- 3. Duplication of facilities and job functions
- 4. Less efficient use of resources
What are some advantages to a Matrix Organizational Structure?
- 1. Highly visible project objectives
- 2. Improved project manager control over resources
- 3. More support from functional areas
- 4. Maximum utilization of scarce resources
- 5. Better coordination
- 6. Better horizontal and vertical dissemination of information
- 7. Team members maintain a "home"
What are some disadvantages to a Matrix Organizational Structure?
- 1. Extra administration is required
- 2. More than one boss for project teams
- 3. More complex to monitor and control
- 4. Tougher problems with resource allocation
- 5. Need extensive policies and procedures
- 6. Functional managers may have different priorities than project managers
- 7. Higher potential for conflict
What is a Life Cycle?
A progression through a series of differing stages of development.
There are two life cycles and one overall project management process you must know for the exam.
What are the major outputs of the Initiating process group?
- 1. Project Charter
- 2. Identified stakeholders
- 3. Strategy for managing those stakeholders
What specific processes are part of the project initiating process group?
- 1. Develop Project Charter (Integration Management Chapter)
- 2. Identify Stakeholders (Communications Management Chapter)
What is the primary focus of the project manager?
Project Integration Management
What are the inputs to Develop Project Charter?
- 1. Project Statement of Work (SOW)
- 2. Business Case
- 3. Contract
- 4. Enterprise Environmental Factors
- 5. Organizational Process Assets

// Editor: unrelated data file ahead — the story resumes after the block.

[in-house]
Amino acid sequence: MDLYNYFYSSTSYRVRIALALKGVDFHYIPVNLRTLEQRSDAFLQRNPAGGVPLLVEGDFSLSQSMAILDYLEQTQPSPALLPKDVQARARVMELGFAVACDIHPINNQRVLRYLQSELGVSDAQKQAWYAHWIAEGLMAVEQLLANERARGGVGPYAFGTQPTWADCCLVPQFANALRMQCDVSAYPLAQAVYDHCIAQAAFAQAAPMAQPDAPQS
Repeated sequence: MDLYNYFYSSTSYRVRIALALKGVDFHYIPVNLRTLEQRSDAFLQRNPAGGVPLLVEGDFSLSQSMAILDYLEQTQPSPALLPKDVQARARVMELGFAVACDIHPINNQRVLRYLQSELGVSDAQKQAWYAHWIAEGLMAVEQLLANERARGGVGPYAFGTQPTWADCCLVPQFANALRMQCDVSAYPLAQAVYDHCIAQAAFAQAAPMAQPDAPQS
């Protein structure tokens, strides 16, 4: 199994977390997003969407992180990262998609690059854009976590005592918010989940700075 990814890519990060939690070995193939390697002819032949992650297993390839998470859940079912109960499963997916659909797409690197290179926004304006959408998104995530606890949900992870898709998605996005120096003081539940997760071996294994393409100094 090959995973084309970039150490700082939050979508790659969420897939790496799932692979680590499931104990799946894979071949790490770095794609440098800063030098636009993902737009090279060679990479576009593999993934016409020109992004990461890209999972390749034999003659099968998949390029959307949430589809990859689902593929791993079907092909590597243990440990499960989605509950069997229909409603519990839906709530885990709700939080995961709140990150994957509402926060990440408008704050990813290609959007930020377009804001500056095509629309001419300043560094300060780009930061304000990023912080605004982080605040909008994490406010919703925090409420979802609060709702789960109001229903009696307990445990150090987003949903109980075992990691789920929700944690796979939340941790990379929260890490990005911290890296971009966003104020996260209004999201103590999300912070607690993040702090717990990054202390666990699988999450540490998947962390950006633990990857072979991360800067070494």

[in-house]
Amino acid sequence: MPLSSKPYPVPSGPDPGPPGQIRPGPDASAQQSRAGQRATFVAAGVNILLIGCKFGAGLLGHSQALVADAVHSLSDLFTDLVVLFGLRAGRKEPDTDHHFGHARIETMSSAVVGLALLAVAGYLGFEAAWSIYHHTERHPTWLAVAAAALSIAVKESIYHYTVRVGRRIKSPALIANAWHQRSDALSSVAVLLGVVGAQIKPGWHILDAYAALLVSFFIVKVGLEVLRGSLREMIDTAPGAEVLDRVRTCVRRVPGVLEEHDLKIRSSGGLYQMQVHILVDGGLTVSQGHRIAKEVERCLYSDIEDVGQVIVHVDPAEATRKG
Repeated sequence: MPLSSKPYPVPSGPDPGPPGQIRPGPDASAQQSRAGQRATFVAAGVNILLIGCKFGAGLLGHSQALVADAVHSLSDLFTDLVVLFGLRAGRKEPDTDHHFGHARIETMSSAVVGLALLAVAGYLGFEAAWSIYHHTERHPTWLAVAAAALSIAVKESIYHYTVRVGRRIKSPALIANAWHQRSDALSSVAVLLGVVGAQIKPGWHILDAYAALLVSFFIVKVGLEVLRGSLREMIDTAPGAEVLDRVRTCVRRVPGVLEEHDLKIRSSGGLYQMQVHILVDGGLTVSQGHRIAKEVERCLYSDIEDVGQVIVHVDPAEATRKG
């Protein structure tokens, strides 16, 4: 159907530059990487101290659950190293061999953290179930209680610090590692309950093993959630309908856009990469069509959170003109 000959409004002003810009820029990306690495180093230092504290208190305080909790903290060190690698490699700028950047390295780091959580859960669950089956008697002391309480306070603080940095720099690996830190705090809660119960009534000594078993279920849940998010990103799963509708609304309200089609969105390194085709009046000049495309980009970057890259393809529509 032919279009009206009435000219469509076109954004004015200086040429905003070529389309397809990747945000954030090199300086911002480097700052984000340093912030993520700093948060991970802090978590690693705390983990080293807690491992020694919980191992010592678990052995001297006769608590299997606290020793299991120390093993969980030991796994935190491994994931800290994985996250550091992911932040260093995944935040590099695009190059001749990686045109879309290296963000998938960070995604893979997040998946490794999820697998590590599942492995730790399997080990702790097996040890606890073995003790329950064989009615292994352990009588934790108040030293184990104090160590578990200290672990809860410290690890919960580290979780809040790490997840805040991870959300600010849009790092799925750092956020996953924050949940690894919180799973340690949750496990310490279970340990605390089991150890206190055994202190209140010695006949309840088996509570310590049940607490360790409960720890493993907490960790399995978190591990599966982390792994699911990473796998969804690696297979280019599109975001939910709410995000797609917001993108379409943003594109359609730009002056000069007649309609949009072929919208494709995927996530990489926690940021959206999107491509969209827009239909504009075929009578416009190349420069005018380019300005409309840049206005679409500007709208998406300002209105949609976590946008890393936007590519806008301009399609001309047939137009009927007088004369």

What is a Project Statement of Work?
Created by the customer/sponsor and describes their needs, product scope, and how the project fits into their strategic plan.
What is a Business Case?
Explains the business need and the analysis used to justify the project.
What are Enterprise Environmental Factors?
Company culture and existing systems that the project will have to deal with or can make use of.
What are Organizational Process Assets?
Existing processes, procedures, and historical information.
What are the tools and techniques of Develop Project Charter?
1. Expert judgement
What are the outputs of Develop Project Charter?
1. Project Charter
What is the most commonly described benefit or use of the Project Charter?
It gives the project manager authority to spend money and commit corporate resources.
What is a Project Management Plan?
The project management plan is an integration function--it integrates all the knowledge area management plans into a cohesive whole. It also includes the baselines for the project.
What all does the Project Management Plan include?